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AG Platkin joins Brookings Institution for fireside chat after study finds ARRIVE Together pilot ‘highly effective’ at reducing uses of force, arrests, disparate treatment of residents

WASHINGTON, D.C. — Attorney General Matthew J. Platkin Monday joined the Washington, D.C.-based Brookings Institution to discuss a recent Brookings study on New Jersey’s ARRIVE Together program, which concluded that the program led to fewer uses of force, arrests and racial disparities in policing outcomes, and more people getting mental health treatment.

Attorney General Platkin joined Governance Studies at Brookings, a public policy research nonprofit, for a fireside chat and panel discussion on ARRIVE, an initiative to provide greater mental health resources to individuals suffering mental or behavioral health emergencies that come into contact with law enforcement.

The event, “Policing, public safety, and mental health: Findings from the New Jersey ARRIVE Together Program,” featured Brookings Senior Fellow, Dr. Rashawn Ray, principal researcher on the ARRIVE study, which analyzed data from 342 calls and follow-ups involving the ARRIVE two-day-per-week pilot programs in Cumberland and Union Counties between December 2021 and January 2023.

“This independent study shows the ARRIVE Together program works, and it works well,” said Platkin in a statement after the discussion. “If the results here are any indication, this could be a game changer in terms of how law enforcement interacts with communities, how police serve and are perceived by the public, how police resources are deployed and how people suffering from mental crisis are assisted.”

The report found ARRIVE Together is “a highly effective program” that reduces arrests and uses of force, reduces disparate race-based outcomes to police encounters, links people suffering from mental health episodes with the services they need and reduces the workload on law enforcement, such that resources can be redirected to criminal activity and violent crimes.

A wide array of incidents was reviewed as part of the study, including ARRIVE teams’ responses to individuals who were suicidal, who had overdosed or failed to take medication, people who were under the influence, domestic violence situations, threats being made, emotional outbursts and more.

According to the report, with several of the calls for service, if it were not for the ARRIVE Together program, the person in crisis would likely have been arrested because the officers would not have had alternatives to provide people with the appropriate services and resources. The study found that in some cases officers likely had the legal authority to arrest a higher number of people than were ultimately taken into custody, but the presence of a mental health professional gave officers additional options to assist community members.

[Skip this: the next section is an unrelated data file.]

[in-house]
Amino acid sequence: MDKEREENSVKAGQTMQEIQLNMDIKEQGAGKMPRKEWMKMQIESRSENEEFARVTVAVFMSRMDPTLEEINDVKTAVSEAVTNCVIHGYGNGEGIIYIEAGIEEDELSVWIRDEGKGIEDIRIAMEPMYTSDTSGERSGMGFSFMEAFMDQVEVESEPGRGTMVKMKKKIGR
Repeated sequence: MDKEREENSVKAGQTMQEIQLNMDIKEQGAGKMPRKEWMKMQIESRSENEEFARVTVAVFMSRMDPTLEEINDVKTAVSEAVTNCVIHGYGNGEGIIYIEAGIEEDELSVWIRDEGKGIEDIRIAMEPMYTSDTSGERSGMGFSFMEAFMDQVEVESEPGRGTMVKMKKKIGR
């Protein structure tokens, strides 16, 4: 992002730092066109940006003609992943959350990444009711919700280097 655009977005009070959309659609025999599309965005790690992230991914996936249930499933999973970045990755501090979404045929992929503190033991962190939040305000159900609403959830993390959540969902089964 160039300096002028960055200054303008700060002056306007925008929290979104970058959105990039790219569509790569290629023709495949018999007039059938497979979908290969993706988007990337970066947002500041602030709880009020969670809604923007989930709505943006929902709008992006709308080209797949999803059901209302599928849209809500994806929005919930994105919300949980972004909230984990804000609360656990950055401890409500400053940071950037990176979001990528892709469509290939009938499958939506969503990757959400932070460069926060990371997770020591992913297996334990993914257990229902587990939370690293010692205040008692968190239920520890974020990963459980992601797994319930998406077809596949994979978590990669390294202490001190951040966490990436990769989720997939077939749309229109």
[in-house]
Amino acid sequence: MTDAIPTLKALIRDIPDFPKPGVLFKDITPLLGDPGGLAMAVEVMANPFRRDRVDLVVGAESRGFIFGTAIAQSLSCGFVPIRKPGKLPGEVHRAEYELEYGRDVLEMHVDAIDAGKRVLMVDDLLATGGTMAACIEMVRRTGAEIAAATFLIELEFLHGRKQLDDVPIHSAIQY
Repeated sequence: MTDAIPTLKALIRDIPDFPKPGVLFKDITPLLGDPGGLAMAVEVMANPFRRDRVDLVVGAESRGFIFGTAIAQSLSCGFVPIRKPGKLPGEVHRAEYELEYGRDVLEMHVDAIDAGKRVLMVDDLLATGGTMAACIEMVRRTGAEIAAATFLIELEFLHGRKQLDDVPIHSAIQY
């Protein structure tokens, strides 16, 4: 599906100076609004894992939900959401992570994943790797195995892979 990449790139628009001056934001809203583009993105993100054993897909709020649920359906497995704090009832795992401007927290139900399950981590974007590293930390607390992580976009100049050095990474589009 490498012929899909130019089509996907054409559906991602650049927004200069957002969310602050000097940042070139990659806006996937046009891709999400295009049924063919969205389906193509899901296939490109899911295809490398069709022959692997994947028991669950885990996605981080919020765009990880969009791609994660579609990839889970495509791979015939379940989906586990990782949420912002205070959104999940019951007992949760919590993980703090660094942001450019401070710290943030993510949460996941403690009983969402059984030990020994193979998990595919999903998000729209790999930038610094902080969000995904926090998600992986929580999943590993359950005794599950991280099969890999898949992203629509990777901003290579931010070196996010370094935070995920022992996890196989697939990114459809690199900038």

Additionally, the report concluded that ARRIVE personnel were often able to diffuse situations with crisis intervention techniques and the person in crisis was not subject to arrest.

“Within communities, ARRIVE Together has the ability to help establish and restore trust in law enforcement,” the report said. “Within police departments, ARRIVE Together has the potential to change law enforcement culture in positive ways and provide officers with more strategies in their toolkit to better communicate and interact with the public.”

The analysis also revealed no significant differences in arrival time, dispatching or the arrest or use of force resulting from the race, gender, or age of the person in crisis.

“ARRIVE has the potential to and may already be improving police-community relations and restor[ing] trust in law enforcement,” the report said.

Governor Murphy announced on February 28 that his proposed Fiscal Year 2024 budget will include $10 million in funding to expand ARRIVE Together to the entire state, creating the first statewide law enforcement and mental health co-responder collaboration in the country.

In the interim, the program is currently expanding in May 2023, with over two dozen municipalities in a number of different counties joining. This expansion will bring the total number of law enforcement agencies involved in the program to nearly 40 across New Jersey, with each jurisdiction employing a version of the initiative that best fits their community’s needs.

Jay Edwards

Born and raised in Northwest NJ, Jay has a degree in Communications and has had a life-long interest in local radio and various styles of music. Jay has held numerous jobs over the years such as stunt car driver, bartender, voice-over artist, traffic reporter (award winning), NY Yankee maintenance crewmember and peanut farm worker. His hobbies include mountain climbing, snowmobiling, cooking, performing stand-up comedy and he is an avid squirrel watcher. Jay has been a guest on America’s Morning Headquarters,program on The Weather Channel, and was interviewed by Sam Champion.

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